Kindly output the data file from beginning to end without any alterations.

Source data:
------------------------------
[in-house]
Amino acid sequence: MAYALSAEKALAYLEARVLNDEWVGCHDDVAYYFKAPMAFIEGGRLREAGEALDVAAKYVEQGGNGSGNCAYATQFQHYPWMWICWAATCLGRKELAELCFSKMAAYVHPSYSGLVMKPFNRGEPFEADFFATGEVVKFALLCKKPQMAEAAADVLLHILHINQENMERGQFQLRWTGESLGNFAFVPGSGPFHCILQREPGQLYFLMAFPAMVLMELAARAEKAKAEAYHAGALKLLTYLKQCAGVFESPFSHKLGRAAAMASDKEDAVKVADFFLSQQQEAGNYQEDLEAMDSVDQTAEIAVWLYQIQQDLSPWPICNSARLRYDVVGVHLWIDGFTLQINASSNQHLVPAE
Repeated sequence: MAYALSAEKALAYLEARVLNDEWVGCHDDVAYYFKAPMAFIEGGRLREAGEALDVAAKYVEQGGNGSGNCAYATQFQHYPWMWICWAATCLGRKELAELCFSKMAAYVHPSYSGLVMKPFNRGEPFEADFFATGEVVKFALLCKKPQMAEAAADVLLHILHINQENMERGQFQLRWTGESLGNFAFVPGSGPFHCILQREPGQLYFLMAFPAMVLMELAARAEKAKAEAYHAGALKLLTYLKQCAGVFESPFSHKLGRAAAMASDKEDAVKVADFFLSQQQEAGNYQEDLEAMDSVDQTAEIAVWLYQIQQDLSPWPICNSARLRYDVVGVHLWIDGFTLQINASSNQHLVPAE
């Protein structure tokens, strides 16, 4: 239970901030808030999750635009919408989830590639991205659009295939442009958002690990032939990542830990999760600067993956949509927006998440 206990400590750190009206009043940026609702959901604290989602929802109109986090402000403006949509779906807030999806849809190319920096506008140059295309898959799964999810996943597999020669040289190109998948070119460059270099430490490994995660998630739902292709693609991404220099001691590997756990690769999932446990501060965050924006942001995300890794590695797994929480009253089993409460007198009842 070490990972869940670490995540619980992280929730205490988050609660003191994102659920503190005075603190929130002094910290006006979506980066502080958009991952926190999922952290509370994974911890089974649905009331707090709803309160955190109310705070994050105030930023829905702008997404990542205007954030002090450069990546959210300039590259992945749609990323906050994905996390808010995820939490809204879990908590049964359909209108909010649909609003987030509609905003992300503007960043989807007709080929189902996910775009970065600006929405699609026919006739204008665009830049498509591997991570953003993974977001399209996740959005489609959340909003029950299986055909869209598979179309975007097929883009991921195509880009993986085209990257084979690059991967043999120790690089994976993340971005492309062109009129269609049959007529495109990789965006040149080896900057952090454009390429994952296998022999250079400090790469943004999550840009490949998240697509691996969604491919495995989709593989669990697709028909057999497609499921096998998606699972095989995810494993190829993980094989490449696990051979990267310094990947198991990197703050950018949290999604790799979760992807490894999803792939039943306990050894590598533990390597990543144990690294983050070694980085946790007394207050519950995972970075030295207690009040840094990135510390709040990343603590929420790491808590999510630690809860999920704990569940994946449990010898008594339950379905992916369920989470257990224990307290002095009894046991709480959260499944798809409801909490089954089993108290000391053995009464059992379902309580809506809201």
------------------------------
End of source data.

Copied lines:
[in-house]
Amino acid sequence: MAYALSAEKALAYLEARVLNDEWVGCHDDVAYYFKAPMAFIEGGRLREAGEALDVAAKYVEQGGNGSGNCAYATQFQHYPWMWICWAATCLGRKELAELCFSKMAAYVHPSYSGLVMKPFNRGEPFEADFFATGEVVKFALLCKKPQMAEAAADVLLHILHINQENMERGQFQLRWTGESLGNFAFVPGSGPFHCILQREPGQLYFLMAFPAMVLMELAARAEKAKAEAYHAGALKLLTYLKQCAGVFESPFSHKLGRAAAMASDKEDAVKVADFFLSQQQEAGNYQEDLEAMDSVDQTAEIAVWLYQIQQDLSPWPICNSARLRYDVVGVHLWIDGFTLQINASSNQHLVPAE
Repeated sequence: MAYALSAEKALAYLEARVLNDEWVGCHDDVAYYFKAPMAFIEGGRLREAGEALDVAAKYVEQGGNGSGNCAYATQFQHYPWMWICWAATCLGRKELAELCFSKMAAYVHPSYSGLVMKPFNRGEPFEADFFATGEVVKFALLCKKPQMAEAAADVLLHILHINQENMERGQFQLRWTGESLGNFAFVPGSGPFHCILQREPGQLYFLMAFPAMVLMELAARAEKAKAEAYHAGALKLLTYLKQCAGVFESPFSHKLGRAAAMASDKEDAVKVADFFLSQQQEAGNYQEDLEAMDSVDQTAEIAVWLYQIQQDLSPWPICNSARLRYDVVGVHLWIDGFTLQINASSNQHLVPAE
């Protein structure tokens, strides 16, 4: 239970901030808030999750635009919408989830590639991205659009295939442009958002690990032939990542830990999760600067993956949509927006998440 206990400590750190009206009043940026609702959901604290989602929802109109986090402000403006949509779906807030999806849809190319920096506008140059295309898959799964999810996943597999020669040289190109998948070119460059270099430490490994995660998630739902292709693609991404220099001691590997756990690769999932446990501060965050924006942001995300890794590695797994929480009253089993409460007198009842 070490990972869940670490995540619980992280929730205490988050609660003191994102659920503190005075603190929130002094910290006006979506980066502080958009991952926190999922952290509370994974911890089974649905009331707090709803309160955190109310705070994050105030930023829905702008997404990542205007954030002090450069990546959210300039590259992945749609990323906050994905996390808010995820939490809204879990908590049964359909209108909010649909609003987030509609905003992300503007960043989807007709080929189902996910775009970065600006929405699609026919006739204008665009830049498509591997991570953003993974977001399209996740959005489609959340909003029950299986055909869209598979179309975007097929883009991921195509880009993986085209990257084979690059991967043999120790690089994976993340971005492309062109009129269609049959007529495109990789965006040149080896900057952090454009390429994952296998022999250079400090790469943004999550840009490949998240697509691996969604491919495995989709593989669990697709028909057999497609499921096998998606699972095989995810494993190829993980094989490449696990051979990267310094990947198991990197703050950018949290999604790799979760992807490894999803792939039943306990050894590598533990390597990543144990690294983050070694980085946790007394207050519950995972970075030295207690009040840094990135510390709040990343603590929420790491808590999510630690809860999920704990569940994946449990010898008594339950379905992916369920989470257990224990307290002095009894046991709480959260499944798809409801909490089954089993108290000391053995009464059992379902309580809506809201």